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An entity is something that exists as itself, as a subject or as an object, actually or potentially, concretely or abstractly, physically or not. It need not be of material existence. In particular, abstractions and legal fictions are usually regarded as entities. In general, there is also no presumption that an entity is animate, or present. The word is abstract in intention. It may refer, for example, to Bucephalus, the horse of Alexander; to a stone; to a cardinal number; to a language; or to ghosts or other spirits. The word entitative is the adjective form of the noun entity. Something that is entitative is considered in its own right.

Contents

1 In philosophy 2 In law 3 In politics 4 In medicine 5 See also 6 References

In philosophy[edit] Main article: Ontology Ontology
Ontology
is the study of being, existence and the recognition of entities. The words ontic and entity are derived respectively from the ancient Greek and Latin present participles that mean "being". In law[edit] Main article: Legal person In law, a legal entity is an entity that is capable of bearing legal rights and obligations, such as a natural person or an artificial person (e.g. business entity or a corporate entity). In politics[edit] Main article: Polity In politics, entity is used as term for territorial divisions of some countries (e.g. Bosnia and Herzegovina). In medicine[edit] Main article: Medicine In medicine, a disease entity is an illness due to a particular definite cause or to a specific pathological process. While a disease entity is not defined by a syndrome, it may or may not be manifest in one or more particular syndromes. See also[edit]

Wikiquote has quotations related to: Entity

Digital identity Entity class Database Entity Entity realism, a form of scientific realism Entitativity Everything Html entity Non-physical entity Object (philosophy)

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Metaphysics

Metaphysicians

Parmenides Plato Aristotle Plotinus Duns Scotus Thomas Aquinas Francisco Suárez Nicolas Malebranche René Descartes John Locke David Hume Thomas Reid Immanuel Kant Isaac Newton Arthur Schopenhauer Baruch Spinoza Georg W. F. Hegel George Berkeley Gottfried Wilhelm Leibniz Henri Bergson Friedrich Nietzsche Charles Sanders Peirce Joseph Maréchal Ludwig Wittgenstein Martin Heidegger Alfred N. Whitehead Bertrand Russell Dorothy Emmet G. E. Moore Jean-Paul Sartre Gilbert Ryle Hilary Putnam P. F. Strawson R. G. Collingwood Adolph Stöhr Rudolf Carnap Saul Kripke Willard V. O. Quine G. E. M. Anscombe Donald Davidson Michael Dummett David Malet Armstrong David Lewis Alvin Plantinga Peter van Inwagen Derek Parfit more ...

Theories

Abstract object theory Action theory Anti-realism Determinism Dualism Enactivism Essentialism Existentialism Free will Idealism Libertarianism Liberty Materialism Meaning of life Monism Naturalism Nihilism Phenomenalism Realism Physicalism Pirsig's metaphysics of Quality Platonic idealism Relativism Scientific realism Solipsism Subjectivism Substance theory Type theory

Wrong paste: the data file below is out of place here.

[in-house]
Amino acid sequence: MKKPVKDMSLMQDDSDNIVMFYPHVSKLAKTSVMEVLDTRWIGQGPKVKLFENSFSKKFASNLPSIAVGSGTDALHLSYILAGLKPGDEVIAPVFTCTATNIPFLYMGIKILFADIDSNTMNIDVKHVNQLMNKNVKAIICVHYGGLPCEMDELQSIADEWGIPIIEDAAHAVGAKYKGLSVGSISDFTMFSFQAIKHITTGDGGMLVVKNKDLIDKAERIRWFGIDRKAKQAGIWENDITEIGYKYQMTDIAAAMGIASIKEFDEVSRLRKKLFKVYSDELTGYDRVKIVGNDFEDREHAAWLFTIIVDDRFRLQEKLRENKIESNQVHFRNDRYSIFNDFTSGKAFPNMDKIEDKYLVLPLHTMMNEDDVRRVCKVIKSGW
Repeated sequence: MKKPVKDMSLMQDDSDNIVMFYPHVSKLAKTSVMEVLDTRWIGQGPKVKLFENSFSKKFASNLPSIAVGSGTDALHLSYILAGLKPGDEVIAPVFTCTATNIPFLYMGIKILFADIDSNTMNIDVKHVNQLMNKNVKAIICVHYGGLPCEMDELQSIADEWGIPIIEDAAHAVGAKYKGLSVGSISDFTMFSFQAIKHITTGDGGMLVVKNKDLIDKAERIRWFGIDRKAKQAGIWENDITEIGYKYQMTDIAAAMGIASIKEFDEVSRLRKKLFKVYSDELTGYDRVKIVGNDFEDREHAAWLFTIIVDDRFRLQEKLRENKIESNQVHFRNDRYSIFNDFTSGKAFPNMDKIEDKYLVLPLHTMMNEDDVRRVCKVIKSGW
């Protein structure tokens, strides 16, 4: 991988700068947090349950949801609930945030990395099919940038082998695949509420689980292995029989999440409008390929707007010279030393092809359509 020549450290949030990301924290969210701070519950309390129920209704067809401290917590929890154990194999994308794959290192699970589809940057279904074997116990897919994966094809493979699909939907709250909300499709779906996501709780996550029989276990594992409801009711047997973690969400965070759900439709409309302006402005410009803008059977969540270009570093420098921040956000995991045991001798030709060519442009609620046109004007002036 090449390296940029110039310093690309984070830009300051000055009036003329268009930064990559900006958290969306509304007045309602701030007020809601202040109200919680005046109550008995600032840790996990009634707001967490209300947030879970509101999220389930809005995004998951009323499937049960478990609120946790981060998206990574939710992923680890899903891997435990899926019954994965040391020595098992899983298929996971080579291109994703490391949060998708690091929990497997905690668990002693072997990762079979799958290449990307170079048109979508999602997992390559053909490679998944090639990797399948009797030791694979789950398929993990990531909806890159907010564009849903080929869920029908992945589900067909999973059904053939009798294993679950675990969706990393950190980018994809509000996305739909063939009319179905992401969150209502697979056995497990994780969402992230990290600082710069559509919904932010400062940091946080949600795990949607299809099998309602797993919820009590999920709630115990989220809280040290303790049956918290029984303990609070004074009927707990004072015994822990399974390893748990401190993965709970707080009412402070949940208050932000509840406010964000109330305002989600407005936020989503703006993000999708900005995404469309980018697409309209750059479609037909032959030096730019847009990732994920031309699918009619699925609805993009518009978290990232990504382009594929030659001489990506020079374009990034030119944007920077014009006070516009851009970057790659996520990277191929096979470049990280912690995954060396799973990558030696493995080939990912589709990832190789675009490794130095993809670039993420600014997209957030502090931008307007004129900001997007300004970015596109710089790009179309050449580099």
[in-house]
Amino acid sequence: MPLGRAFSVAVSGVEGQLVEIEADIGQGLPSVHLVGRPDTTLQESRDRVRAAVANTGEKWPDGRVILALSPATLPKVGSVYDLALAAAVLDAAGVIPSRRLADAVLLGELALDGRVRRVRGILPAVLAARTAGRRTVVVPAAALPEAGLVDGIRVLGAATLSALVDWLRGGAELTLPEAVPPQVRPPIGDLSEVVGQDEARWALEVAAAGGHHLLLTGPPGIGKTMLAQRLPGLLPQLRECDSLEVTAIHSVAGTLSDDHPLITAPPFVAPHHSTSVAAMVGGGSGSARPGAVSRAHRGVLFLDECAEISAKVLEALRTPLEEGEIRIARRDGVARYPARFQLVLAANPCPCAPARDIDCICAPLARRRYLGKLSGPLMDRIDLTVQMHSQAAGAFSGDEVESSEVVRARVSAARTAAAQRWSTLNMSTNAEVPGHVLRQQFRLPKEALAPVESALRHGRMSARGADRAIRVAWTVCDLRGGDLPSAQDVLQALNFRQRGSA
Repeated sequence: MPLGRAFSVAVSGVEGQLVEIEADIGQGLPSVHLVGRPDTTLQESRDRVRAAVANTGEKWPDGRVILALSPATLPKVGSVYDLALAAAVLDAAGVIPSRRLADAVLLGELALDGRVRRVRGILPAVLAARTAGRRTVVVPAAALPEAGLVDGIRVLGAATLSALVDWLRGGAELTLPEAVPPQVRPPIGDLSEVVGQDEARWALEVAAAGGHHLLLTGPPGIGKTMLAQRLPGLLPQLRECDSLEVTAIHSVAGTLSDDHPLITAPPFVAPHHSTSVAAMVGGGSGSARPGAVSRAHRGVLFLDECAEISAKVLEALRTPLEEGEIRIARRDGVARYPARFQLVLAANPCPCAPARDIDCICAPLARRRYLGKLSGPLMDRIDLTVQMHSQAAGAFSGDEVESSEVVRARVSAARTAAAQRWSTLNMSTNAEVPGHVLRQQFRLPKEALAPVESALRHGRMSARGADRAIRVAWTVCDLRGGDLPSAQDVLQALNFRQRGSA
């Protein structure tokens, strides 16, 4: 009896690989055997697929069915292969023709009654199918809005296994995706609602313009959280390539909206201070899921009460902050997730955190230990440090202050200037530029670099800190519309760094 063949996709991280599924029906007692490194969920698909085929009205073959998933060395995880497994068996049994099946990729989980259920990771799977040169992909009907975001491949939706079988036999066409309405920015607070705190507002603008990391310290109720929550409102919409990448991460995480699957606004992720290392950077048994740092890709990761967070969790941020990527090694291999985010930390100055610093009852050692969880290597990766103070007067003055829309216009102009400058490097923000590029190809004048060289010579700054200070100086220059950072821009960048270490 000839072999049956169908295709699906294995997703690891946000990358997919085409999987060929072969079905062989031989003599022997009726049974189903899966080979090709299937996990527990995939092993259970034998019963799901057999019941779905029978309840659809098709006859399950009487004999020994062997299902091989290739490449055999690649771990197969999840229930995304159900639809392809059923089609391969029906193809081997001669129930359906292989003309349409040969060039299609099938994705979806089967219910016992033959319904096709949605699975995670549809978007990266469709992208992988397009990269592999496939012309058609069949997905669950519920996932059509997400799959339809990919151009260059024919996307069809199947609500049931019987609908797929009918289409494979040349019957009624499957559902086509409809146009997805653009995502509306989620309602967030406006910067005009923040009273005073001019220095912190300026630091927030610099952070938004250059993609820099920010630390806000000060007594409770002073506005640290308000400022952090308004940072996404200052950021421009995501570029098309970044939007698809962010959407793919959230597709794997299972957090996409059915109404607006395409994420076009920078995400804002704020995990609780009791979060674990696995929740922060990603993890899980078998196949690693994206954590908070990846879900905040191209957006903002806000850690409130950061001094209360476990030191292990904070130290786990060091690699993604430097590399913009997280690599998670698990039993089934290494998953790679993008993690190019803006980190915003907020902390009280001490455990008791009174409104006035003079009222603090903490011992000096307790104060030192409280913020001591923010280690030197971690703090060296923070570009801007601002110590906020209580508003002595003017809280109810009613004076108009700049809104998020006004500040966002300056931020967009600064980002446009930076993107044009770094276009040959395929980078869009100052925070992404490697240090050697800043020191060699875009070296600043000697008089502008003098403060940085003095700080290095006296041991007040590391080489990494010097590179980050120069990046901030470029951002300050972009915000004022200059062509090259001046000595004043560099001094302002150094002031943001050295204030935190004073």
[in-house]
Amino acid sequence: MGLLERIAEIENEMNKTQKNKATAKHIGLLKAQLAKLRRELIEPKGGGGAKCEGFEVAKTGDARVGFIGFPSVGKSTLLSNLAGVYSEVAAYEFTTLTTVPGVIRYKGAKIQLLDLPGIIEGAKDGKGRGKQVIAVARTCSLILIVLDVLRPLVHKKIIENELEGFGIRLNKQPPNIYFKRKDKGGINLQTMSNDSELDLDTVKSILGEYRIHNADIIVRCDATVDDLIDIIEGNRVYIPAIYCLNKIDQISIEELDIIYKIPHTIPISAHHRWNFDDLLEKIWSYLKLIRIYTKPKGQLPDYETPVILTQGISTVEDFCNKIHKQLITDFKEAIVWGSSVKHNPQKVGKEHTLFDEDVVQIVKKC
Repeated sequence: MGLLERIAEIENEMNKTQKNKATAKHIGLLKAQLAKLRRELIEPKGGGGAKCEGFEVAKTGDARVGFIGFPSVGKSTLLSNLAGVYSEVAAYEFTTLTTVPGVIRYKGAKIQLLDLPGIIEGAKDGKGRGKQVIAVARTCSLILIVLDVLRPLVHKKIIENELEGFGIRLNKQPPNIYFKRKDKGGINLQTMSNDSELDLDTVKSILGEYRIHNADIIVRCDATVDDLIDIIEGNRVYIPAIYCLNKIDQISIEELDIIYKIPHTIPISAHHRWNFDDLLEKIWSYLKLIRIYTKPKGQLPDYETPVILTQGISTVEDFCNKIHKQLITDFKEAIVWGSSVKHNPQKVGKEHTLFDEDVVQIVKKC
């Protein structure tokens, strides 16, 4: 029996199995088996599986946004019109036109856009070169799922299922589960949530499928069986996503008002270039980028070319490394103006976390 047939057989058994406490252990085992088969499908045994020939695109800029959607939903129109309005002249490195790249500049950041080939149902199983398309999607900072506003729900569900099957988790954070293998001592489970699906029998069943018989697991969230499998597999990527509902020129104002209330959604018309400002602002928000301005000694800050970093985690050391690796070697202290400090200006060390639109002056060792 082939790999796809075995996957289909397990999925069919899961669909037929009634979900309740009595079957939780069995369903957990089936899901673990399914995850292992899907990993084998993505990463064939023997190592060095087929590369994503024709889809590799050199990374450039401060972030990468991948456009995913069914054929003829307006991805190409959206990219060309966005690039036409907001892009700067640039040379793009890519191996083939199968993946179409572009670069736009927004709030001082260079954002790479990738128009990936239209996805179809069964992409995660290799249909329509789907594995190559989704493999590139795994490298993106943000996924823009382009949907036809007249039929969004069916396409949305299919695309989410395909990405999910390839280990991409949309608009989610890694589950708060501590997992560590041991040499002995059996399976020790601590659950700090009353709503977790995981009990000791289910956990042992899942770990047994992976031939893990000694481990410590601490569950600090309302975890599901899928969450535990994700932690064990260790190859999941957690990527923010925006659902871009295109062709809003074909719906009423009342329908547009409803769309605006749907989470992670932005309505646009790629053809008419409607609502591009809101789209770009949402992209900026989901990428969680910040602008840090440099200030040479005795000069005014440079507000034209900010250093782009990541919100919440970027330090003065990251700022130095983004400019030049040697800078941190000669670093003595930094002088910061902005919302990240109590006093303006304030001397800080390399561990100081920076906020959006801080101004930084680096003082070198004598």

Concepts

Abstract object Anima mundi Being Category of being Causality Choice Cogito ergo sum Concept Embodied cognition Entity Essence Existence Experience Hypostatic abstraction Idea Identity Identity and change Information Insight Intelligence Intention Linguistic modality Matter Meaning Memetics Mental representation Mind Motion Necessity Notion Object Pattern Perception Physical body Principle Property Qualia Quality Reality Soul Subject Substantial form Thought Time Truth Type–token distinction Universal Unobservable Value more ...

Related topics

Axiology Cosmology Epistemology Feminist metaphysics Interpretations of quantum mechanics Meta- Ontology Philosophy of mind Philosophy of psychology Philosophy of self Philosophy of space and time Teleology Theoretical physics

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Philosophy of language

Philosophers

Plato
Plato
(Cratylus) Gorgias Confucius Xunzi Aristotle Stoics Pyrrhonists Scholasticism Ibn Rushd Ibn Khaldun Thomas Hobbes Gottfried Wilhelm Leibniz Johann Herder Ludwig Noiré Wilhelm von Humboldt Fritz Mauthner Paul Ricœur Ferdinand de Saussure Gottlob Frege Franz Boas Paul Tillich Edward Sapir Leonard Bloomfield Zhuangzi Henri Bergson Lev Vygotsky Ludwig Wittgenstein

Philosophical Investigations Tractatus Logico-Philosophicus

Bertrand Russell Rudolf Carnap Jacques Derrida

Of Grammatology Limited Inc

Benjamin Lee Whorf Gustav Bergmann J. L. Austin Noam Chomsky Hans-Georg Gadamer Saul Kripke A. J. Ayer G. E. M. Anscombe Jaakko Hintikka Michael Dummett Donald Davidson Roger Gibson Paul Grice Gilbert Ryle P. F. Strawson Willard Van Orman Quine Hilary Putnam David Lewis John Searle Joxe Azurmendi Scott Soames Stephen Yablo John Hawthorne Stephen Neale Paul Watzlawick

Theories

Causal theory of reference Contrast theory of meaning Contrastivism Conventionalism Cratylism Deconstruction Descriptivist theory of names Direct reference theory Dramatism Expressivism Linguistic determinism Logical atomism Logical positivism Mediated reference theory Nominalism Non-cognitivism Phallogocentrism Quietism Relevance theory Semantic externalism Semantic holism Structuralism Supposition theory Symbiosism Theological noncognitivism Theory of descriptions Verification theory

Concepts

Ambiguity Linguistic relativity Meaning Language Truth-bearer Proposition Use–mention distinction Concept Categories Set Class Intension Logical form Metalanguage Mental representation Principle
Principle
of compositionality Property Sign Sense and reference Speech act Symbol Entity Sentence Statement more...

Related articles

Analytic philosophy Philosophy of information Philosophical logic Linguistics Pragmatics Rhetoric Semantics Formal semantics Semiotics

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